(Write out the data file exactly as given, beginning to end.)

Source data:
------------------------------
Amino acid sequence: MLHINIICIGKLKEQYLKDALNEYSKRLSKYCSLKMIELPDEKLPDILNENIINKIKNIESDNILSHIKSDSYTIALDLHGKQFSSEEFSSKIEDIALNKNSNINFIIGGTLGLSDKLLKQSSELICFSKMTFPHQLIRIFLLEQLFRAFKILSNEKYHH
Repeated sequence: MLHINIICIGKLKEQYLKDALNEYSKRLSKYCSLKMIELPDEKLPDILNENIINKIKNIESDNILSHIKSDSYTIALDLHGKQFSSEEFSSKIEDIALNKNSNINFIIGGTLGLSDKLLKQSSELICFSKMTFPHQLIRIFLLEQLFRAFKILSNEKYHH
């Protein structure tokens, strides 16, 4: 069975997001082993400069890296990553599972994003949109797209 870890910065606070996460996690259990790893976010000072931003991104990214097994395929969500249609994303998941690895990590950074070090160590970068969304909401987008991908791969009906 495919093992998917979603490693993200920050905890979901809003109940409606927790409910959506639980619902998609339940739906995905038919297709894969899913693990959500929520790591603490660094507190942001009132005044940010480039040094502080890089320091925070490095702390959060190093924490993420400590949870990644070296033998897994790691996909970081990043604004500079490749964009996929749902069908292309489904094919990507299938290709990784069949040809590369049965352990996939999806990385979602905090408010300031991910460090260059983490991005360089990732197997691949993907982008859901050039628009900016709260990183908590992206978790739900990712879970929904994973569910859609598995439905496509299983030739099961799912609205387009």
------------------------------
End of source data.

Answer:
Amino acid sequence: MLHINIICIGKLKEQYLKDALNEYSKRLSKYCSLKMIELPDEKLPDILNENIINKIKNIESDNILSHIKSDSYTIALDLHGKQFSSEEFSSKIEDIALNKNSNINFIIGGTLGLSDKLLKQSSELICFSKMTFPHQLIRIFLLEQLFRAFKILSNEKYHH
Repeated sequence: MLHINIICIGKLKEQYLKDALNEYSKRLSKYCSLKMIELPDEKLPDILNENIINKIKNIESDNILSHIKSDSYTIALDLHGKQFSSEEFSSKIEDIALNKNSNINFIIGGTLGLSDKLLKQSSELICFSKMTFPHQLIRIFLLEQLFRAFKILSNEKYHH
């Protein structure tokens, strides 16, 4: 069975997001082993400069890296990553599972994003949109797209 870890910065606070996460996690259990790893976010000072931003991104990214097994395929969500249609994303998941690895990590950074070090160590970068969304909401987008991908791969009906 495919093992998917979603490693993200920050905890979901809003109940409606927790409910959506639980619902998609339940739906995905038919297709894969899913693990959500929520790591603490660094507190942001009132005044940010480039040094502080890089320091925070490095702390959060190093924490993420400590949870990644070296033998897994790691996909970081990043604004500079490749964009996929749902069908292309489904094919990507299938290709990784069949040809590369049965352990996939999806990385979602905090408010300031991910460090260059983490991005360089990732197997691949993907982008859901050039628009900016709260990183908590992206978790739900990712879970929904994973569910859609598995439905496509299983030739099961799912609205387009």